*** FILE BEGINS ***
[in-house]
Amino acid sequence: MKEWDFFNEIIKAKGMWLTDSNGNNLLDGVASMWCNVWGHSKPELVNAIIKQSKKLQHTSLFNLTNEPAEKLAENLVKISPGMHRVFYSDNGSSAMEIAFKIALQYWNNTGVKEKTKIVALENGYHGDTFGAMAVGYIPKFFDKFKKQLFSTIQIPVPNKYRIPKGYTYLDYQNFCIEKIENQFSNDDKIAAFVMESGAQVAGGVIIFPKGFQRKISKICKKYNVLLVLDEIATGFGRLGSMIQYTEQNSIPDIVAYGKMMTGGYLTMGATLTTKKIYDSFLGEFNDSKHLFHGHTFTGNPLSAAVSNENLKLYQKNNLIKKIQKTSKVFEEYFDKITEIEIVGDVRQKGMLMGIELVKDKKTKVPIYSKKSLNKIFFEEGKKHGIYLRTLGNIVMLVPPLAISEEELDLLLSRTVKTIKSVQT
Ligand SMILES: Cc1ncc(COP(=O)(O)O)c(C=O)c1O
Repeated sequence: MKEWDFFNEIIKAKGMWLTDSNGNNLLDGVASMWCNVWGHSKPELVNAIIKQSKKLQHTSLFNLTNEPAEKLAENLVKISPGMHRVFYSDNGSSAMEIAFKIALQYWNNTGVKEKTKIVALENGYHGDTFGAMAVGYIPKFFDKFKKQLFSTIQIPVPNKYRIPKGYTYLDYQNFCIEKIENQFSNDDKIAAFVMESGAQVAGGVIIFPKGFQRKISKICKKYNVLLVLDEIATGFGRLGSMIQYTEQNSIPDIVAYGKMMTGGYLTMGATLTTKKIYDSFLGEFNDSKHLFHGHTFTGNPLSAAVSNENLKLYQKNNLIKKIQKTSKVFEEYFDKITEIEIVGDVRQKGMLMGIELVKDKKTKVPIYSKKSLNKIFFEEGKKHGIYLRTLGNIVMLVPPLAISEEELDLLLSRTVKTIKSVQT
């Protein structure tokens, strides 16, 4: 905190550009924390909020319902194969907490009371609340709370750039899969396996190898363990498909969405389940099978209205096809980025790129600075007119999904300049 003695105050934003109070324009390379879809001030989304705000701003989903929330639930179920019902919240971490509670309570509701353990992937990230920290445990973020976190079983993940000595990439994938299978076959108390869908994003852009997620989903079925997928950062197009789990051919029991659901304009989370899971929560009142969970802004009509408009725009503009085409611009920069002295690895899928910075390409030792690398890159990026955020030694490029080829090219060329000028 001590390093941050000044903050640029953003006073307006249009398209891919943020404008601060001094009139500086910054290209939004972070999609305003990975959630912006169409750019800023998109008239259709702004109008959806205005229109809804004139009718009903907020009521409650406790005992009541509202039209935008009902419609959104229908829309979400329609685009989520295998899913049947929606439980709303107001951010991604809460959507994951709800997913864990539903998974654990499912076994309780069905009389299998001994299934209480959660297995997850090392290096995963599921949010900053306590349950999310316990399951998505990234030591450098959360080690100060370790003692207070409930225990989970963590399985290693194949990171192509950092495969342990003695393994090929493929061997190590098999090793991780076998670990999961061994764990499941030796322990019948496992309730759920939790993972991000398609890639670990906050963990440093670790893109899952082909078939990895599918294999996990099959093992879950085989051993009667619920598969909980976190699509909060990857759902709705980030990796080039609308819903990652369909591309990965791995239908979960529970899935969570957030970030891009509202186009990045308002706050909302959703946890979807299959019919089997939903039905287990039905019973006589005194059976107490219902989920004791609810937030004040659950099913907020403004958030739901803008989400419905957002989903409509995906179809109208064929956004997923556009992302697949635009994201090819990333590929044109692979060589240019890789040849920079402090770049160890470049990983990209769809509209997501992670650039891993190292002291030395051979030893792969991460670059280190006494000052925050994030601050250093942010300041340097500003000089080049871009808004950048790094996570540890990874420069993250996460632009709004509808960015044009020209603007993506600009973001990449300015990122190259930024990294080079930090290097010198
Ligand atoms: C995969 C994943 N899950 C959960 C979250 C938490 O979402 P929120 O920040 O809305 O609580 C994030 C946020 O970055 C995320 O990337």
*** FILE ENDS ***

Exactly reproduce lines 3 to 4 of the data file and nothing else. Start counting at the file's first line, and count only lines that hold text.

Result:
Ligand SMILES: Cc1ncc(COP(=O)(O)O)c(C=O)c1O
Repeated sequence: MKEWDFFNEIIKAKGMWLTDSNGNNLLDGVASMWCNVWGHSKPELVNAIIKQSKKLQHTSLFNLTNEPAEKLAENLVKISPGMHRVFYSDNGSSAMEIAFKIALQYWNNTGVKEKTKIVALENGYHGDTFGAMAVGYIPKFFDKFKKQLFSTIQIPVPNKYRIPKGYTYLDYQNFCIEKIENQFSNDDKIAAFVMESGAQVAGGVIIFPKGFQRKISKICKKYNVLLVLDEIATGFGRLGSMIQYTEQNSIPDIVAYGKMMTGGYLTMGATLTTKKIYDSFLGEFNDSKHLFHGHTFTGNPLSAAVSNENLKLYQKNNLIKKIQKTSKVFEEYFDKITEIEIVGDVRQKGMLMGIELVKDKKTKVPIYSKKSLNKIFFEEGKKHGIYLRTLGNIVMLVPPLAISEEELDLLLSRTVKTIKSVQT